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Author Topic: Need ultra low noise preamp  (Read 5637 times)
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carbontracks
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« on: July 23, 2010, 09:45:32 21:45 »

For a project I'm doing I need to amplify a 14MHz signal (very narrowband, though), and the amp needs to have input-referred noise on the order of a few tens of nanovolts rms.  I've tried using the AD8331 chip, but I was unable to achieve its specified noise characteristics, and even if I did I'm not sure they would be good enough.  I can't seem to find a lower noise integrated amp for my application, so I'm open to the possibility of building a discrete preamplifier.  The problem is, my frequency isn't really high enough to be considered "rf," making it difficult to search for low noise parts (it's not a parameter in most search engines).

So does anyone know of a good integrated or discrete part for my frequency?  I'm willing to spend a decent amount of money, if necessary.

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solutions
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« Reply #1 on: July 24, 2010, 12:51:21 00:51 »

No a whole lot of details to go on (gain, circuit topology, LAYOUT (the biggest variable), impedances, passives used, output voltage, dynamic range, isolation requirements ).  i assume you are using the amp in a broadband configuration (gain block) vs a tuned amplifier for 14MHz - if the amp is tuned, in theory you should be able to lower the noise in the passband since you're not integrating it over the bandwidth of the amp....you're not RF, but you can steal the principles used in LNAs, which may be another place to look for ideas.  That said, you might also look at a lower noise technology like JFET or SiGe.  Can't use GaAs below 50MHz due to charge trapping.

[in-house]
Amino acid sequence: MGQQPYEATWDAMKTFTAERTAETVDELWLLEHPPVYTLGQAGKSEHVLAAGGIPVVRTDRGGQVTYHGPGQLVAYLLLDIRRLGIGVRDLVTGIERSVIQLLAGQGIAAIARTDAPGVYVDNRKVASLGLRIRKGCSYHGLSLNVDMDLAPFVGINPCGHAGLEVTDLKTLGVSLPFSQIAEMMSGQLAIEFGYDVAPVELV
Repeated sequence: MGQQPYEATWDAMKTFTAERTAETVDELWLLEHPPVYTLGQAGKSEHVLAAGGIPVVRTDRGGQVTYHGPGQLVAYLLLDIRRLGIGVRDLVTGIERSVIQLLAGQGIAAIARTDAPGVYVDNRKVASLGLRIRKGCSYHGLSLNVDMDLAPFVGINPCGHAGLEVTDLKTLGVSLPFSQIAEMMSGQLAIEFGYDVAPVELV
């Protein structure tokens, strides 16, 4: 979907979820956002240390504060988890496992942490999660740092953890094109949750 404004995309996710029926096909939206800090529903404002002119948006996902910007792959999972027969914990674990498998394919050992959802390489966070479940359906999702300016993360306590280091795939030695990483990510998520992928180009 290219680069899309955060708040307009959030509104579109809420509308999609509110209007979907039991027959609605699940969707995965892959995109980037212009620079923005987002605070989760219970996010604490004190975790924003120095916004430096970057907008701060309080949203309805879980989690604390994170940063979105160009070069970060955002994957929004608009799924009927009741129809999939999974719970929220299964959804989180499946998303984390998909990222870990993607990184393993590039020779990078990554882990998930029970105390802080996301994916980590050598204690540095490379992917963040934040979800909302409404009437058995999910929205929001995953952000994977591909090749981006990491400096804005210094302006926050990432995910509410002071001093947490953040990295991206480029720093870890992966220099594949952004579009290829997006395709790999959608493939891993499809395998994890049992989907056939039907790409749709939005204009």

Then there's always liquid nitrogen :-)
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nawab
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« Reply #2 on: July 24, 2010, 04:28:16 16:28 »

Hi!

Most of the IF chips would work for you. Try MC1350. If still lower noise figure is required go for a JFET preamplifier. The best discreet would be to pre amplify using a discreet norton noiseless negative feedback preamplifier. There are lot many other solutions also available. Much would depend upon application.

Regards
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carbontracks
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« Reply #3 on: July 25, 2010, 05:00:43 17:00 »

No a whole lot of details to go on (gain, circuit topology, LAYOUT (the biggest variable), impedances, passives used, output voltage, dynamic range, isolation requirements ).  i assume you are using the amp in a broadband configuration (gain block) vs a tuned amplifier for 14MHz - if the amp is tuned, in theory you should be able to lower the noise in the passband since you're not integrating it over the bandwidth of the amp....you're not RF, but you can steal the principles used in LNAs, which may be another place to look for ideas.  That said, you might also look at a lower noise technology like JFET or SiGe.  Can't use GaAs below 50MHz due to charge trapping.